While flooding along the swollen Mississippi River continues to take its toll on Louisiana communities, farmers in neighboring Texas are reeling from a deepening drought. Texas grain farmer Curt Mowery talks about how he's dealing with the extremely dry conditions.
On Saturday's program, host Rachel Martin talked with Maj. Gen. John Campbell, who's just back from being the top U.S. commander in eastern Afghanistan. For Memorial Day, Campbell talks about how he honors the troops who lost their lives in Afghanistan: He keeps their stories on index cards, which he carries with him at all times.
When Jeffrey Strong graduated from Northwestern University with a degree in music performance, his plan was to find work playing trumpet in a symphony. Instead, he ended up joining one of the most elite orchestras in the country — the U.S. Marine Band. He plays and tells the story of the group known as "the president's iPod."
Hesco is becoming a household name in flood-prone areas along the Mississippi River — and for good reason. So-called Hesco baskets are holding back the high water from hospitals, power substations and residential areas.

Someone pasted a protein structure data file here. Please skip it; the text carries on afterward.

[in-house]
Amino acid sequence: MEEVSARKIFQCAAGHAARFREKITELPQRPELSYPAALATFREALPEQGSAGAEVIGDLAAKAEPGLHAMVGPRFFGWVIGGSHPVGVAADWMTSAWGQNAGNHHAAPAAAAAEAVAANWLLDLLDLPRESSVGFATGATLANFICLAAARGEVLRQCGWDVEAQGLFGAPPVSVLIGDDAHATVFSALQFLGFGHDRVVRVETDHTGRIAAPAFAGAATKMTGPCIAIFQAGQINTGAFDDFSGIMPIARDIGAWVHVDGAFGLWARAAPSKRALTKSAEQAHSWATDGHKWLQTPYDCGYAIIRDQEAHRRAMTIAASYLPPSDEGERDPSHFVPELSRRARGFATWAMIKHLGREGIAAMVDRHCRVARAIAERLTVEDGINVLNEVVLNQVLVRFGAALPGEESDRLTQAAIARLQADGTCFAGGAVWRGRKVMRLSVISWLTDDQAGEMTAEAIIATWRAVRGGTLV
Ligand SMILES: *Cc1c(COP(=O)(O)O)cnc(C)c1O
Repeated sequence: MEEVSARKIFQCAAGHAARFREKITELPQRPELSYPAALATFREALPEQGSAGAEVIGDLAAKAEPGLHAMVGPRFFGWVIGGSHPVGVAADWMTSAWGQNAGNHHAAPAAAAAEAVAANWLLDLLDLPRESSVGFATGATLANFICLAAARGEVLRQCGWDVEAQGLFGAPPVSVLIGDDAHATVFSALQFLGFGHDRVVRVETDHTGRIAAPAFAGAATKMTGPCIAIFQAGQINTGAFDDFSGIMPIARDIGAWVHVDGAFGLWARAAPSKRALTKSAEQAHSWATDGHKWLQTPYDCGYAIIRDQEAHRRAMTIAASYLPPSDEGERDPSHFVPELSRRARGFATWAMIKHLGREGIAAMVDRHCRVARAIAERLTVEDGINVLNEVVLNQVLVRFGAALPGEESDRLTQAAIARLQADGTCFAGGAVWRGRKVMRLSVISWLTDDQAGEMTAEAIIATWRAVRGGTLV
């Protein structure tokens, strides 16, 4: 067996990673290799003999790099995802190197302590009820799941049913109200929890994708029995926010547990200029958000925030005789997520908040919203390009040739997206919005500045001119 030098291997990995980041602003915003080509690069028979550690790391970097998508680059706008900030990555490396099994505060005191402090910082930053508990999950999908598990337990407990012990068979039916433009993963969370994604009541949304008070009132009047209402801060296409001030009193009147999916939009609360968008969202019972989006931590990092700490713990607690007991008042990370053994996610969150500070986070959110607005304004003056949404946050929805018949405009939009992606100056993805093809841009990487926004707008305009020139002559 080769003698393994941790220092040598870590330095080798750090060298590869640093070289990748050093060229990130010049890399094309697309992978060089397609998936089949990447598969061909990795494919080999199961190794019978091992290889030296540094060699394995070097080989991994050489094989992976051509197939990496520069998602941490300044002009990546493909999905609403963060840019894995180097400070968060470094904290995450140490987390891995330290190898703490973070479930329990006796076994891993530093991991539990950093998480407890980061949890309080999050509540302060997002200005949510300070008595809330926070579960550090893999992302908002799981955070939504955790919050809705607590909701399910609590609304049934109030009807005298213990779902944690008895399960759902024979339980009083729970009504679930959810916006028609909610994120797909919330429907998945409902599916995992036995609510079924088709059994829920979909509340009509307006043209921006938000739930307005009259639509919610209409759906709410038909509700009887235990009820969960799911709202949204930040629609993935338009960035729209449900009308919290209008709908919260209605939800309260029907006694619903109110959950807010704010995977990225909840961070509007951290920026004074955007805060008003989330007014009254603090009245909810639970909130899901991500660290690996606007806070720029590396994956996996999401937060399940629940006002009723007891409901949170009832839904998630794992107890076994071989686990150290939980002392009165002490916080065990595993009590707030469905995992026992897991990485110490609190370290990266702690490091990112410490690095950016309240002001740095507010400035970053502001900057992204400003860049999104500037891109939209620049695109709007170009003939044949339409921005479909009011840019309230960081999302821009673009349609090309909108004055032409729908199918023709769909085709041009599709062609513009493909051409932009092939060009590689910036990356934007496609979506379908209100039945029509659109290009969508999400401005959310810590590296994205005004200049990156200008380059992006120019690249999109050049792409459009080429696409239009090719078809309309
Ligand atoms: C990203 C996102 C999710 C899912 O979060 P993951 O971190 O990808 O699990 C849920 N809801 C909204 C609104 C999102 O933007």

Hesco baskets, named after the company that makes them, don't appear high-tech. They look like wire trash cans lined with fabric. They come in 15-foot-long sections that collapse down to 4 inches tall. One 18-wheeler can haul in a mile of flood protection. Pop them up, fill them with sand, and two people can fill the equivalent of 1,500 sandbags in 20 minutes.
A group of scientists has formally challenged the conclusions of a highly publicized report describing a mysterious microbe that seemed to thrive on a diet of arsenic.
The report, published in December by the journal Science, suggested that a bacterium found in California's Mono Lake was able to substitute arsenic for phosphorous, one of several elements considered essential for life.